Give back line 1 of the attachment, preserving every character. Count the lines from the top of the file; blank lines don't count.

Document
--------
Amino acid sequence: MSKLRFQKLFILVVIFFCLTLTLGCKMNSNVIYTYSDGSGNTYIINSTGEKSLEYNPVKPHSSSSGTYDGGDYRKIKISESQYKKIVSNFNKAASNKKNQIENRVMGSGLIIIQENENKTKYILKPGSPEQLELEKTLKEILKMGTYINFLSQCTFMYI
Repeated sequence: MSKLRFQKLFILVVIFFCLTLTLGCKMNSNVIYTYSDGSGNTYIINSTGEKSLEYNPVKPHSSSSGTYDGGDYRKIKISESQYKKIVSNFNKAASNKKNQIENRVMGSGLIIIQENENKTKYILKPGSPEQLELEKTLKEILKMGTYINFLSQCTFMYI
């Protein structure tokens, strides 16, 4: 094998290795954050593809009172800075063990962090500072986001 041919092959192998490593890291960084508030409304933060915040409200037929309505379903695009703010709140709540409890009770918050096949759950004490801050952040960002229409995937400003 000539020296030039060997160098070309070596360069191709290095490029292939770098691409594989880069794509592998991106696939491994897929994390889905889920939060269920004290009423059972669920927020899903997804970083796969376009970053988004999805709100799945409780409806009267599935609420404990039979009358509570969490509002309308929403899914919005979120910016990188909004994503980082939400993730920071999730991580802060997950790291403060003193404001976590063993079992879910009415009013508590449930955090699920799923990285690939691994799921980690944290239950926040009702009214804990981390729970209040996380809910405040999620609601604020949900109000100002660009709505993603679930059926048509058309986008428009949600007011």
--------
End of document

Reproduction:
Amino acid sequence: MSKLRFQKLFILVVIFFCLTLTLGCKMNSNVIYTYSDGSGNTYIINSTGEKSLEYNPVKPHSSSSGTYDGGDYRKIKISESQYKKIVSNFNKAASNKKNQIENRVMGSGLIIIQENENKTKYILKPGSPEQLELEKTLKEILKMGTYINFLSQCTFMYI